"Anything that keeps awareness and participation in the foreground is a good thing," Groves said. "I'm really thankful to these mayors and other political leaders who are making these bets. It's fun to do and we'll all be the beneficiary."
In another effort to boost participation, the census has partnered with Google to launch interactive maps that keep real-time tallies on nationwide response rates. Using Google Maps and Google Earth, communities can track how their area is responding.
Bachmann: Census Asks for Too Much Information
"Our job is to count everyone – we want to do it this time in a way that everyone can see how each little neighborhood in the country is doing at filling out the forms," Groves said.
To date, some areas have performed much better than others. The Midwest, for instance, currently boasts the five states with the country's top participation rates: South Dakota, North Dakota, Nebraska, Iowa, and Wisconsin.
"There are some parts of the country that are just zooming along," noted Groves.
Others? Not so much. As of March 31, the national participation rate was 50 percent, but Texas, Mississippi, Louisiana, New Mexico and Alaska all had participation rates under 45 percent.
Reasons for not participating in the census vary. Some refuse to fill out the forms because they believe the government is invading their privacy. Some immigrants fear that they could be deported if they give the government their personal information.
Even in the nation's capital, the census is always a hotly debated issue, since both Republicans and Democrats alike have a lot at stake. Democrats traditionally fare well among some of the hardest groups for the census to count: young people and minorities.
One Republican lawmaker, Rep. Michelle Bachmann of Minnesota, has said that she will fill out only one part of the 10-question form and then leave the rest of it blank. She has contended that the census form asks for too much information.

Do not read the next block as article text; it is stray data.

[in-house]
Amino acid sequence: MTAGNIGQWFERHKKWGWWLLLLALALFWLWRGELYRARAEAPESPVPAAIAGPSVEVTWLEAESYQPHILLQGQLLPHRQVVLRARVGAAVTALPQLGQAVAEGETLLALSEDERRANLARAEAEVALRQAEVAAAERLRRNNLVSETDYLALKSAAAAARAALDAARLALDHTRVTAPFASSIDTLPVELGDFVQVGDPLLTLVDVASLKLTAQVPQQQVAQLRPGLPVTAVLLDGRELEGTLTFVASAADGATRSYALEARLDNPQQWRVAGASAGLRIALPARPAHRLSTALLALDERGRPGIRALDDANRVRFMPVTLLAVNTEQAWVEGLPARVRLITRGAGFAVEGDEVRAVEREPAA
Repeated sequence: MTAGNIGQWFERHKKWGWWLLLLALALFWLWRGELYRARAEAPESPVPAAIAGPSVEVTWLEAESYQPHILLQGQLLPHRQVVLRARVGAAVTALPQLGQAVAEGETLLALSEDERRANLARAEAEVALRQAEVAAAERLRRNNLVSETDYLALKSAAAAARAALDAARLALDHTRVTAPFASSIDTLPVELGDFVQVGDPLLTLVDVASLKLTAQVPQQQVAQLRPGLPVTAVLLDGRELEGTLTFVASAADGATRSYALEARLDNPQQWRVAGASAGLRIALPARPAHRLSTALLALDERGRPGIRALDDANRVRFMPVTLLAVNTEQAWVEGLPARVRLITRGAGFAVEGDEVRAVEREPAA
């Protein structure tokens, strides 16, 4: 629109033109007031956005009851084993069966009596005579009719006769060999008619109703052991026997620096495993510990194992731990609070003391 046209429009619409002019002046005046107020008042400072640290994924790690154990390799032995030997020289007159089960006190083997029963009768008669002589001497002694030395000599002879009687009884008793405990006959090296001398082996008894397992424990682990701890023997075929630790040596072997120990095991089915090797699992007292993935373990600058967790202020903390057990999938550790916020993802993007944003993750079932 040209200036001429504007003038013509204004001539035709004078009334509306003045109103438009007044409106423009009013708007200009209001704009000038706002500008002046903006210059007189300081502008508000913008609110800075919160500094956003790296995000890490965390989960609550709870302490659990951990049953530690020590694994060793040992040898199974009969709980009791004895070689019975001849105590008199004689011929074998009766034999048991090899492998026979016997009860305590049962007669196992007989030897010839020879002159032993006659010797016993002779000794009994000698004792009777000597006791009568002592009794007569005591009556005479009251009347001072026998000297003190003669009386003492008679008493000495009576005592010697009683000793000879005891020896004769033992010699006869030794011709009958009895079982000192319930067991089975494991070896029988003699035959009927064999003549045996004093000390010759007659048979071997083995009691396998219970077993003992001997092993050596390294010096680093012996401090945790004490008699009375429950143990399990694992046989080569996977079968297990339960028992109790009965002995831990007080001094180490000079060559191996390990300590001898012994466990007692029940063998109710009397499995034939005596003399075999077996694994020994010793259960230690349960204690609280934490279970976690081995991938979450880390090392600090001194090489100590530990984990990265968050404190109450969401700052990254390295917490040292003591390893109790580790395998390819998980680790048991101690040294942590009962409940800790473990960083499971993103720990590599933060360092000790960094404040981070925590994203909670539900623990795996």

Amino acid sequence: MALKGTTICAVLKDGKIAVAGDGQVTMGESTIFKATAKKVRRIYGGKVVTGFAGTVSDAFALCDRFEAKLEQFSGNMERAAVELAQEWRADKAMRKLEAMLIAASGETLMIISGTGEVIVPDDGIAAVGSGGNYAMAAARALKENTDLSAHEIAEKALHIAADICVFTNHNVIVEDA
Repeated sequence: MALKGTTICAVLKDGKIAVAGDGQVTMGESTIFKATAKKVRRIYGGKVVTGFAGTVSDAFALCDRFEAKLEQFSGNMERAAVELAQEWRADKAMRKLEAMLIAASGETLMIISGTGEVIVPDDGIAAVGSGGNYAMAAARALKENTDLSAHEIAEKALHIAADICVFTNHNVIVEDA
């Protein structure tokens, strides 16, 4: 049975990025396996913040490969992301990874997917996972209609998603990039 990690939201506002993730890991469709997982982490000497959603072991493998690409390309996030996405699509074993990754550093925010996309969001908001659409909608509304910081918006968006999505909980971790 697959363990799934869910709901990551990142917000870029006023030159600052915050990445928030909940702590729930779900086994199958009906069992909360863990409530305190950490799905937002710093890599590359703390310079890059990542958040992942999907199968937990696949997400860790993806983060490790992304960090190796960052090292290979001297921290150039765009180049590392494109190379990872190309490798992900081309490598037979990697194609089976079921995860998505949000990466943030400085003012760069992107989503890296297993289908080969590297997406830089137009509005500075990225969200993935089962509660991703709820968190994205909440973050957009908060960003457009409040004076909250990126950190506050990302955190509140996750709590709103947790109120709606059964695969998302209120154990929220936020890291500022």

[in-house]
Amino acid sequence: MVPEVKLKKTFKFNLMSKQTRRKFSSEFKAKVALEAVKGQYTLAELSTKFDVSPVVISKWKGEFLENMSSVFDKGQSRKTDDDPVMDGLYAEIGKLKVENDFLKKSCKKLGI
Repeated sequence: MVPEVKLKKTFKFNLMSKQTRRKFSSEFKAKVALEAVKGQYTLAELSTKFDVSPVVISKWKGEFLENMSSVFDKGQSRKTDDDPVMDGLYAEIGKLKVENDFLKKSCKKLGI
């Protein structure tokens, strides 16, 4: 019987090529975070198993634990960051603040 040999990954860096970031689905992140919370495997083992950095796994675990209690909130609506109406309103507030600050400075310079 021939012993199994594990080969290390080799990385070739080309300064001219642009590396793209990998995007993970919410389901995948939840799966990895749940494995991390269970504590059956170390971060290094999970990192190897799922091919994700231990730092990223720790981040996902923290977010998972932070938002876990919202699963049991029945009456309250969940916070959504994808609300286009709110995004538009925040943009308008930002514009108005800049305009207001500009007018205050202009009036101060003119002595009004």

"We plan to fill out in my house how many people there are in our family and send our form back in," Bachmann said recently on ABC's "Top Line". "What I don't appreciate is that the census is turning into a justification to justify evermore big government programs."
"Americans are a feisty bunch," responded Groves, "and we need to address these concerns every 10 years."
"Some of the questions that arise are of the character that we're relearning the basic lessons of how the census fits in with the rest of the representative democracy," Groves said. "We have to note that this is part of the Constitution, that the founding fathers wanted us to do this as a way to keep the House of Representatives fully in tune with the population."
With National Census Day marking the halfway point for the effort after forms were mailed out last month, the government's work is now kicking into high gear. After all, counting about 310 million people and pinpointing the place where they live is no small feat. From Google Maps to beer and barbecue bets, boosting participation is the key.
"We're coming along pretty well," Groves said. "The next few weeks will tell whether we've been successful."